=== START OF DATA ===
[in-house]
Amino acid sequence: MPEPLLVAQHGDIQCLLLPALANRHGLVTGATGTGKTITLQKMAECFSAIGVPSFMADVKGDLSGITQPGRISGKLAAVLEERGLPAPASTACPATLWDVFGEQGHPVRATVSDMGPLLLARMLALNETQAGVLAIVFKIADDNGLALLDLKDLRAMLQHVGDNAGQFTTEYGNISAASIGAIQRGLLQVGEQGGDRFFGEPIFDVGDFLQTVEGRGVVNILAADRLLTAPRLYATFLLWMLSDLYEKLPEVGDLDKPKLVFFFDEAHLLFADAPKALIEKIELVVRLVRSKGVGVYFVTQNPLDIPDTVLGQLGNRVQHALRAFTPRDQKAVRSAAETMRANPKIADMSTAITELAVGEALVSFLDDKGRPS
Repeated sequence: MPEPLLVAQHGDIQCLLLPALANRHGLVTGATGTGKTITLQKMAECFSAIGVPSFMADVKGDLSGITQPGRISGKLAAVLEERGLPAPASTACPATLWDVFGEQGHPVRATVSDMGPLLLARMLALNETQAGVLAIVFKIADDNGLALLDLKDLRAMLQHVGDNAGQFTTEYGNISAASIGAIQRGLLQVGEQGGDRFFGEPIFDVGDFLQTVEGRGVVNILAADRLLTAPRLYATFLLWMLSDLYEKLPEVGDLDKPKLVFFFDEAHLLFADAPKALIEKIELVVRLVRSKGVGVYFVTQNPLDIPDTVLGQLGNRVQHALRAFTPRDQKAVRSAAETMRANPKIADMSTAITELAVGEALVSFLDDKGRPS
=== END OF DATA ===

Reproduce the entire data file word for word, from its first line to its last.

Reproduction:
[in-house]
Amino acid sequence: MPEPLLVAQHGDIQCLLLPALANRHGLVTGATGTGKTITLQKMAECFSAIGVPSFMADVKGDLSGITQPGRISGKLAAVLEERGLPAPASTACPATLWDVFGEQGHPVRATVSDMGPLLLARMLALNETQAGVLAIVFKIADDNGLALLDLKDLRAMLQHVGDNAGQFTTEYGNISAASIGAIQRGLLQVGEQGGDRFFGEPIFDVGDFLQTVEGRGVVNILAADRLLTAPRLYATFLLWMLSDLYEKLPEVGDLDKPKLVFFFDEAHLLFADAPKALIEKIELVVRLVRSKGVGVYFVTQNPLDIPDTVLGQLGNRVQHALRAFTPRDQKAVRSAAETMRANPKIADMSTAITELAVGEALVSFLDDKGRPS
Repeated sequence: MPEPLLVAQHGDIQCLLLPALANRHGLVTGATGTGKTITLQKMAECFSAIGVPSFMADVKGDLSGITQPGRISGKLAAVLEERGLPAPASTACPATLWDVFGEQGHPVRATVSDMGPLLLARMLALNETQAGVLAIVFKIADDNGLALLDLKDLRAMLQHVGDNAGQFTTEYGNISAASIGAIQRGLLQVGEQGGDRFFGEPIFDVGDFLQTVEGRGVVNILAADRLLTAPRLYATFLLWMLSDLYEKLPEVGDLDKPKLVFFFDEAHLLFADAPKALIEKIELVVRLVRSKGVGVYFVTQNPLDIPDTVLGQLGNRVQHALRAFTPRDQKAVRSAAETMRANPKIADMSTAITELAVGEALVSFLDDKGRPS